So, for all the success these program can bring (as shown by Icelandair) almost none of the airlines seem to be innovating or using mobile, data or ancillaries to leverage engagement and ultimately loyalty.
The mobile and in-destination opportunity
As I wrote in my previous article, the fact is that mobile is pushing innovation in the travel industry like never before, and nowhere is this clearer than in the in-destination market.
Airlines are in a strong position as they are often the first to know where people are headed and when. The data is there for the taking.
But airlines must develop the right mobile platforms to take advantage of this opportunity by providing a seamless experience to their passengers, including those opting for a stopover. This means being able to offer several important things:
- The ability to buy tours and activities and attractions via mobile or use miles to earn or burn on these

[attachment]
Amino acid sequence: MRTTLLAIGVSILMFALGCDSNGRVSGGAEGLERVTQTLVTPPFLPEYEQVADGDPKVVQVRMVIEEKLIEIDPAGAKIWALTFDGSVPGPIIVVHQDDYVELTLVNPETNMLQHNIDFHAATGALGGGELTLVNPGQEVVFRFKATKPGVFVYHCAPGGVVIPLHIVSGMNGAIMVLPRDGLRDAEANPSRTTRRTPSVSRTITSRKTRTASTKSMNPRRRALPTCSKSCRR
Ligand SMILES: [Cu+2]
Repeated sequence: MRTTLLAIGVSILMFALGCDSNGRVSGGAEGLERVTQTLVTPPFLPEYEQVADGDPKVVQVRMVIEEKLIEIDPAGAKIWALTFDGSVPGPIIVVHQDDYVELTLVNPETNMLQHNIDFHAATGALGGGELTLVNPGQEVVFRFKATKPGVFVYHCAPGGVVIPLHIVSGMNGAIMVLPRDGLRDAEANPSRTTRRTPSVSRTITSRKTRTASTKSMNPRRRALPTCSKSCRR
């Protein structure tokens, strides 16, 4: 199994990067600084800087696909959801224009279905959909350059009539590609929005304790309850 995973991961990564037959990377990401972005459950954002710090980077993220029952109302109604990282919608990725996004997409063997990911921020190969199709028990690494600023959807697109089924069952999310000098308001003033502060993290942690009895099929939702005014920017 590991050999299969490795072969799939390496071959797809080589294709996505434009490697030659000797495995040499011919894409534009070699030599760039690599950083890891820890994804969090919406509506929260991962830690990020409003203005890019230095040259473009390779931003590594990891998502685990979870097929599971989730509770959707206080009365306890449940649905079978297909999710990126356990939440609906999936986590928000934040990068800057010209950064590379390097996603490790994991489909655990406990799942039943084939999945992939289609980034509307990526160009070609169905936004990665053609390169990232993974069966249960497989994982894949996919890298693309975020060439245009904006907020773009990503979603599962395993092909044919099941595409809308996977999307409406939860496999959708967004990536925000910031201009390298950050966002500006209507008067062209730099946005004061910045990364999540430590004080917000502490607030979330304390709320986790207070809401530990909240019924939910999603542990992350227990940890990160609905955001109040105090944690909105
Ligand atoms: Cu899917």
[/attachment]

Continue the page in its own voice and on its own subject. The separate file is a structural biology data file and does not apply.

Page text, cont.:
- The ability to plan days and pin their favourite things to do and to dream of doing
- Guides to the city, maps and offline functionality
- Savings at restaurants and spa which are easily redeemed
- Special curated and unique tips about the destination
All of these things should stay within the ecosystem of the airline, and then be tied to the passenger and their preferences, the loyalty program (or sign them up to one) so that personalisation can be applied and more relevant offerings can be presented the passengers.
The data opportunity and tourism boards
Using mobile to capture data around what passengers like to do, where they go, and what they enjoy, together with anonymised but demographic insights, has other uses. The data could then be shared and used by tourism boards and the likes to better target their marketing campaigns and make sure that they are reaching the right audience at the right time.